Improving treatment of sleep disorders in primary care

Poor sleep is linked with negative physical and mental health outcomes, as well as reduced productivity which is costing Australia $66 billion in lost economic activity every year, with insomnia and obstructive sleep apnoea (OSA) affecting more than 4 million Australians.

Flinders University sleep researchers are aiming to tackle sleep disorders with a four year NHMRC Partnership Grant of $1,439,099.70 (200579) to develop and trial packages which upskill GP’s and nurses in managing sleep disorders, as part of broader interventions assessing the uptake and effectiveness of sleep services in primary health care settings such as GP clinics.

Chief Investigator and Medical Director of the Adelaide Institute for Sleep Health, Professor Robert Adams, says the research is a major step towards ensuring Australians struggling with sleep disorders have access to facilities designed to recognise sleep disorders early and offer effective therapy as the first line of defence.

“A lack of sleep-specific training for GPs contributes to widespread under recognition of sleep disorders, and an over-reliance on specialist care leading to long waiting periods and a rising reliance on pharmacy and corporate treatment suppliers, without adequate medical input to manage these disorders.”

“Our research group and others, have demonstrated in randomised trials that GPs and practice nurses can manage obstructive sleep apnoea (OSA), producing equivalent patient outcomes to specialist centres at significantly lower cost.”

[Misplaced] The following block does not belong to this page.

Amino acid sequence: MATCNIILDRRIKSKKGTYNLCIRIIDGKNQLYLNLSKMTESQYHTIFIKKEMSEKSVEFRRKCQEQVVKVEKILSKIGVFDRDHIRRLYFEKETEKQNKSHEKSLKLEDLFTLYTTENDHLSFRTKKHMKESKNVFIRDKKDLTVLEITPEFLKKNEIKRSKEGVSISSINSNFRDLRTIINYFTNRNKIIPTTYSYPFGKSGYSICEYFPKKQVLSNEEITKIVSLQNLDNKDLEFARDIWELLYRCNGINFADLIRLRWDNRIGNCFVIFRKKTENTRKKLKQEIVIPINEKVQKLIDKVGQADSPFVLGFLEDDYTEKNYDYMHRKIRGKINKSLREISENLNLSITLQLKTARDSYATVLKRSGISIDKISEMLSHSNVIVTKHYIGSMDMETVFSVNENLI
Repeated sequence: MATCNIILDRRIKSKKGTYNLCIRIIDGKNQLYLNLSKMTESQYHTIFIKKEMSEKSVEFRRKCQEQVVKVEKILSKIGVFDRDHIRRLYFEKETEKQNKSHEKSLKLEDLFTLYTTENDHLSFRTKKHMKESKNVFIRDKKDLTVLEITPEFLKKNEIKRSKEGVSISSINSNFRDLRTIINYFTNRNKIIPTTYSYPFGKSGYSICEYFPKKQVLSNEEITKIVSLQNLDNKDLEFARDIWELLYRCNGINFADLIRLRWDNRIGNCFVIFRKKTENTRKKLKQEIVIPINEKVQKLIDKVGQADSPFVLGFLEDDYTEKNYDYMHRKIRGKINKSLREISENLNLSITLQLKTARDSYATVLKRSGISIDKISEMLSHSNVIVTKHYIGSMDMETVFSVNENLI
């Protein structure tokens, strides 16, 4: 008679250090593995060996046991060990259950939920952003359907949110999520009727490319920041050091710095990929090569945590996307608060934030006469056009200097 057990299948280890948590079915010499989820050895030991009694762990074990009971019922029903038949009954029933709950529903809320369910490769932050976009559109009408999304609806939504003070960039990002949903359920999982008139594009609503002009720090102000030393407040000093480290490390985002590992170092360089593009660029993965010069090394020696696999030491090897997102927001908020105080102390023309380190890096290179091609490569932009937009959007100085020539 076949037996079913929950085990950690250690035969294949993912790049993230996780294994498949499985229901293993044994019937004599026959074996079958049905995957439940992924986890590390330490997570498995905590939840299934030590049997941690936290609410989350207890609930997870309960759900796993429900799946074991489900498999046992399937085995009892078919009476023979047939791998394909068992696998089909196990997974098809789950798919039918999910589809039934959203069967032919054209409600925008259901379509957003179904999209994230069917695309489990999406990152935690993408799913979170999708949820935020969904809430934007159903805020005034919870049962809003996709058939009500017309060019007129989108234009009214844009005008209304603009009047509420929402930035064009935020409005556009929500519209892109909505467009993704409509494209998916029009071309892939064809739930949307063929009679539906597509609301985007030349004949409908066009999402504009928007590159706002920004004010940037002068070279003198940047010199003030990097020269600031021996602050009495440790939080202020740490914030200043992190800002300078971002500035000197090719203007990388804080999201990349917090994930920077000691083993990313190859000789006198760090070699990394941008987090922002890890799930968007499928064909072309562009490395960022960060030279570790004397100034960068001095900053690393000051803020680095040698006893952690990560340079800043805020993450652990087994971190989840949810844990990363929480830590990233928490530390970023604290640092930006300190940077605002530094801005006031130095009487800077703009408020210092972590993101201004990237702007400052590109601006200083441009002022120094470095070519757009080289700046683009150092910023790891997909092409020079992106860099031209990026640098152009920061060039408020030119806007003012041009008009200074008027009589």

“Similarly, for insomnia, despite guidelines recommending cognitive behavioural therapy (CBTi) as the first line treatment, the overwhelming majority of patients receive drugs with potentially dangerous side effects, and rarely gain access to CBTi, so we’re also aiming to address that.”

The trial will also look at the best care for sleep disorders in rural and remote regions, and includes an economic evaluation to establish cost savings associated with treatments in GP clinics, and developing effective policy advice for future funding which supports sleep management.

Associate Professor Andrew Vakulin, NHMRC Career Development Fellow at the Adelaide Institute for Sleep Health, says there is an urgent need for new, simple and cost-effective tools to help screen, diagnose and manage sleep disorders in primary health care settings.

“We’re looking forward to the trial of a new, more collaborative and evidence-based, model of care for insomnia and OSA, designed specifically for GP clinics, utilising nurses and specialist centre support as well as a suite of support tools, co-designed in close collaboration with our partners.”

“Australians should have access to care that is best practice anywhere in the world with cognitive behavioural therapy (CBTi) programs targeting the eradication of unhelpful behaviours that maintain insomnia. Reducing these behaviours and thoughts will lead to reductions in symptoms.”

Existing partnerships with SA Health, Local Health Networks, industry and GP organisations will facilitate the study to improve management of sleep disorders in primary care by:

  • Developing and testing primary care education packages designed to up skill the GPs and primary care nurses in managing sleep disorder as part of the broader sleep intervention
  • Testing the uptake, effectiveness and scalability of sleep disorder management education on health services delivered in primary care settings
  • Undertaking a formal health economic evaluation to establish the cost of sleep health service delivery
  • Promoting and disseminate sleep disorder management education, guidelines and care pathways to rural and remote regions of South Australia
  • Driving policy change and development of funding models for sleep disorder management in rural and remote care
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College of Medicine and Public Health Research